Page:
Foreclosures, bank owned properties, REO’S & short sale properties offer alternative methods to buying a home conventionally. Each option below describes a somewhat different situation.
When a borrower stops making payments on a loan, the property may go into foreclosure proceedings. The lender attempts to recover the balance of the loan by repossessing the property. The lender files a notice of default after a borrower misses a payment. If the borrower does not make the payment, then a public auction notice is recorded, including a sale date.
Judicial foreclosure is available in all states but not every state requires it. A court supervises the sale of the mortgaged property, and the process starts when the lender files a lawsuit against the borrower and notifies all parties. After the pleadings in court, a judicial decision is made on the property, with proceeds distributed first to pay the mortgage, then other lien holders, and the borrower receives any remaining funds.
No judicial foreclosure, or foreclosure by power of sale, is generally faster and cheaper than judicial foreclosure. This process may occur when a mortgage, or alternatively, a deed of trust, contains a power of sale clause (in California, most mortgages are actually deeds of trust). In these cases, the courts do not oversee the property sale, and again, the mortgage holder, then other lien holders benefit from the proceeds.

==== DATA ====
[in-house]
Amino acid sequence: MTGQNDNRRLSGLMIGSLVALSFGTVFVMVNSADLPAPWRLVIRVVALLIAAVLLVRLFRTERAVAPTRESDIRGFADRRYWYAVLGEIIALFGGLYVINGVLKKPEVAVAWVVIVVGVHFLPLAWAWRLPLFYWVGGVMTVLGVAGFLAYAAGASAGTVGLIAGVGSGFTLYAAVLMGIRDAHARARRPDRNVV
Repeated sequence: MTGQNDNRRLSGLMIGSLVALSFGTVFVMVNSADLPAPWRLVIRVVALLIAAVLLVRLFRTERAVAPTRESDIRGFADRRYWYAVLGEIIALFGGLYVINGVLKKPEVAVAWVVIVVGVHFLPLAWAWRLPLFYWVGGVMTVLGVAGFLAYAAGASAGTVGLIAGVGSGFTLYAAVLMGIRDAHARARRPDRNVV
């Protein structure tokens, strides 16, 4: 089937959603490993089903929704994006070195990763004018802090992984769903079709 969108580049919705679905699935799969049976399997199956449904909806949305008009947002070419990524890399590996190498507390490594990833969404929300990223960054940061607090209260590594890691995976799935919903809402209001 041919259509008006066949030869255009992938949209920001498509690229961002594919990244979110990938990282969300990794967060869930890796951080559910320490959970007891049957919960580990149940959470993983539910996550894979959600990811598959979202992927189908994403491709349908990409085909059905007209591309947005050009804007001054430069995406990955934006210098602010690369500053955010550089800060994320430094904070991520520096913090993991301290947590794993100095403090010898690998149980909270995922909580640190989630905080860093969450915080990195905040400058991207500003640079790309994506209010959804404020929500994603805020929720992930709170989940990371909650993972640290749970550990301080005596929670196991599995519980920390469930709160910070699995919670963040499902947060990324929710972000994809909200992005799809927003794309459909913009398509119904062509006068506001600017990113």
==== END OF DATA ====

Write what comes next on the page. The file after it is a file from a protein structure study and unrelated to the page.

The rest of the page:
Real Estate Owned (REO)
These properties did not sell at auction or through a short sale; therefore the lender has taken over ownership of the property. The lender may be a bank, government agency or a government loan insurer. Properties become REO more frequently when the outstanding loan balance is greater than the property’s current market value. The beneficiary accounts for the property as an asset and the bank/government will try to sell the property to recover its losses. Meanwhile, the former lender must secure the property and perhaps manage maintenance, repairs and/or tenant evictions. Banks will try to sell these REO properties in “as is” condition.
A short sale refers to a property sale in which the purchase price is less than the outstanding balance of liens against the property, and the property owner cannot pay the difference. The lien holders release their lien with the sale and accept less than the outstanding amount.
A deficiency refers to any unpaid balance owed to the creditors. Different sale agreements or varying state laws can impact deficiencies. Usually borrowers must show why they cannot pay the deficiency. Any creditor holding a lien against the property, including first and second mortgages, home equity lines of credit, and homeowners’ association fees, must approve the short sale when accepting less than they are owed. Borrowers may apply to their lender for a short sale even if they have not missed payments. It is important to note that the short sale application process can take months.